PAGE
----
Wednesday, February 16, 2011

Alley #16 -- February 16, 2011

Dashiell Hammett lived at 20 Monroe Street, the brick-faced building, in 1926. The street is now named after him. Across Pine Street is Burritt Street, where Sam Spade's partner Miles Archer would be killed early in The Maltese Falcon.

There was heavy hail this morning about 8:45. Then sunlight. Then violent rain around 12:30.

Tuesday, February 15, 2011

The Roots of Film Noir -- February 15, 2011

This post is part of For the Love of Film (Noir), The Film Preservation Blogathon, hosted again this year by Ferdy on Films ( and The Self-Styled Siren (
Click on contemporary images to see larger versions.
Please be aware that if you haven't read any of Hammett's stories or seen any of the three movie versions of The Maltese Falcon, or the two versions of The Glass Key or the one version of The Dain Curse that there are spoilers ahead.
Our friends at Wikipedia tell us that French critics Raymond Borde and Etienne Chaumeton coined the term "film noir" in their 1955 book Panorama du film noir américain 1941-1953. Borde and Chaumeton say that film noirs (I'm going to avoid a long discussion on the proper plural for the term) have five defining characteristics: They are oneiric (dream-like), strange, erotic, ambivalent, and cruel. That sounds good to me, although I can think of some children's stories that are also oneiric, strange, erotic, ambivalent, and cruel.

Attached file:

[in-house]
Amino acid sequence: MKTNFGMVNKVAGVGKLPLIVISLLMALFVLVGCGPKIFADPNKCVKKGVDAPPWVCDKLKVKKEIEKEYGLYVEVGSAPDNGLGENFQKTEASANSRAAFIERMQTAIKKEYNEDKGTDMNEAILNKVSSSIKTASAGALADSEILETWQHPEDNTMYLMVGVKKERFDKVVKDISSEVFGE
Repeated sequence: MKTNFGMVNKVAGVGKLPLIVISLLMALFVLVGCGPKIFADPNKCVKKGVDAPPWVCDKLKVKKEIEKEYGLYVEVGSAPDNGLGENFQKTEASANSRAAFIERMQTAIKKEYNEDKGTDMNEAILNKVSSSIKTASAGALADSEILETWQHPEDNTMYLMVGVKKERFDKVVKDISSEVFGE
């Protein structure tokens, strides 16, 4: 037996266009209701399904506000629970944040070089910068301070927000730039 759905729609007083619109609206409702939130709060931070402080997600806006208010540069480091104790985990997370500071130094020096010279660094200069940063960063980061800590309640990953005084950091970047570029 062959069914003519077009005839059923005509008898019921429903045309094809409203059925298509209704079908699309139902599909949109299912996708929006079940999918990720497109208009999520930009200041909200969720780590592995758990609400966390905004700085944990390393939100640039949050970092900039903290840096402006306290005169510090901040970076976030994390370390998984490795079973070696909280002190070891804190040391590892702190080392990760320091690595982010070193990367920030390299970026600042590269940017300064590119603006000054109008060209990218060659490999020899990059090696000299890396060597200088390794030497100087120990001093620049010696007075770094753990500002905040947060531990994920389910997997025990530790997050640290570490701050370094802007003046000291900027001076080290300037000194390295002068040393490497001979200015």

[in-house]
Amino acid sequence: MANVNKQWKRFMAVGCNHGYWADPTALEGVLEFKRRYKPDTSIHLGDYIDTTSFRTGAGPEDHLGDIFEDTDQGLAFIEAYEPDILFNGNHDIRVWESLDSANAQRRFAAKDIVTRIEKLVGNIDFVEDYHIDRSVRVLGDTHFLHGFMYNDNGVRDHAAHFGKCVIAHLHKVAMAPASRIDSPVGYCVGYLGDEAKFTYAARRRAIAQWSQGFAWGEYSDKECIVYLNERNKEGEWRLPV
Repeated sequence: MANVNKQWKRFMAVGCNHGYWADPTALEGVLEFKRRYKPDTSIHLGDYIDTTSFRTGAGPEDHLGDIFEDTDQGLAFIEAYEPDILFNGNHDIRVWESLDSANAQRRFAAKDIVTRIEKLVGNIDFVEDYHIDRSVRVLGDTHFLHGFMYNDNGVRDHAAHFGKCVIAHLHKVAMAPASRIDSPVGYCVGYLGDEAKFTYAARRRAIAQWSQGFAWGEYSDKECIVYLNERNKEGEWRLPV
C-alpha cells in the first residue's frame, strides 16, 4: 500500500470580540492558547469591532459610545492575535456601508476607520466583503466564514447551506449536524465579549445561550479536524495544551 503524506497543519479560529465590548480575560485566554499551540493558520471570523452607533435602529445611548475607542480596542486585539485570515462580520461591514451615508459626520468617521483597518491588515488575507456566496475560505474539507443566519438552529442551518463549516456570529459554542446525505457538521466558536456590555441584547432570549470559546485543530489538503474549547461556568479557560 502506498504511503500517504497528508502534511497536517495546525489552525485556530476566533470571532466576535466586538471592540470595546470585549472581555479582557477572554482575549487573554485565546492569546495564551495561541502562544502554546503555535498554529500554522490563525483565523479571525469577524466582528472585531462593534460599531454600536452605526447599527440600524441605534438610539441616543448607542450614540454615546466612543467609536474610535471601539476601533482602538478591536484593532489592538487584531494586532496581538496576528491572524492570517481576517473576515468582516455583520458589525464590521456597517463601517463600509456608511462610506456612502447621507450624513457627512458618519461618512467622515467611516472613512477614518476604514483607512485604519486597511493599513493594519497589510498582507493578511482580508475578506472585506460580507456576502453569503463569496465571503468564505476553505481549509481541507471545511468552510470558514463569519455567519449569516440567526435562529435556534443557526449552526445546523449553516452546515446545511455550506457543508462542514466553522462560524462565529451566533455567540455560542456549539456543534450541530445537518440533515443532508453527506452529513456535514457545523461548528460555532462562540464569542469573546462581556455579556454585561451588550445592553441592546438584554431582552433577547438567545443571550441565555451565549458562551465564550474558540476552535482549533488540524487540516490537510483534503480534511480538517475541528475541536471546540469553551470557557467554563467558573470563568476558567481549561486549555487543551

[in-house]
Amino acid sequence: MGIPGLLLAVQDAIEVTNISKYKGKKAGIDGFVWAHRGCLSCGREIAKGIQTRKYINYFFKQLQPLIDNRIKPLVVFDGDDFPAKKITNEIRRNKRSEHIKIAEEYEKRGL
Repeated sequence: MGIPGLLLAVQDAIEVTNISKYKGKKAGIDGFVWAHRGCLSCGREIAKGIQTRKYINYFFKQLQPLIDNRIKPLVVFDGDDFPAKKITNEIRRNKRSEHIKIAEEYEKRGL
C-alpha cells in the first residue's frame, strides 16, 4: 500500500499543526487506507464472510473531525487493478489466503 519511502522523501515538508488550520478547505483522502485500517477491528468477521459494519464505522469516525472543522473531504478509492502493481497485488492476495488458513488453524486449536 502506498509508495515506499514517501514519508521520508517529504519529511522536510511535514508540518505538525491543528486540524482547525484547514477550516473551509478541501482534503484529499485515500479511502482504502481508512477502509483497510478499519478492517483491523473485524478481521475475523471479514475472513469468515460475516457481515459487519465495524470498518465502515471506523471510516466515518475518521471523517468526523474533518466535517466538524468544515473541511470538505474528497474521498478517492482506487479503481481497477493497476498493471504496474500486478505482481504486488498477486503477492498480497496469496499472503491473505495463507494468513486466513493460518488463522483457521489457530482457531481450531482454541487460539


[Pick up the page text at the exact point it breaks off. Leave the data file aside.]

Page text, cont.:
I am going to concentrate on one author whose books, and the films made from his books, had a significant influence on film noir.
Samuel Dasheill Hammett was born in Maryland in 1894. In 1915 he went to work for the Pinkerton National Detective Agency. He left Pinkerton to serve in the Army during World War One. He did not see combat, but he did contract a case of tuberculosis. After his discharge from the Army and the sanitarium, he returned to Pinkerton, working in the San Francisco office, in the Flood Building at Powell and Market, but after a while his health forced him to quit.

He took up writing and supported himself by writing advertising copy for the Albert S Samuels Company, a jewelery store. Some sources claim that Hammett coined their slogan, "The house of lucky wedding rings," but Samuels' website says they started using it when the business opened in 1891. My wife and I bought our wedding rings there. A famous street clock stood outside of Samuels Jewelers on Market. The branch is gone, but the clock is still there.

Hammett found success as a writer, which allowed him to quit the advertising racket, by publishing stories, especially in Black Mask, a pulp magazine.

How did Hammett's stories and the movies made from them reflect the five features of film noir?

1. Oneiric (dream like) - Hammett's stories are realistic, but dreams creep in around the edges of many of them. The title of Hammett's novel The Glass Key is explained when Janet Henry describes a dream she has had about wandering through the woods with Ned Beaumont. They are both starving and they come across a cabin. Through the window they can see a table set with food. They find a key and open the door. The floor is covered with snakes. They get the snakes to come out and they go in to eat. Later she says she didn't tell him the truth about the dream. The key was made of glass. After it unlocked the door, the key broke. They couldn't lock the door and the snakes crawled on them and she woke up screaming.
At the conclusion of The Maltese Falcon, the sympathetic cop, Tom Polhaus, picks up the falcon, remarks that it is heavy, and asks Sam Spade what it is made of. Spade says "The stuff that dreams are made of."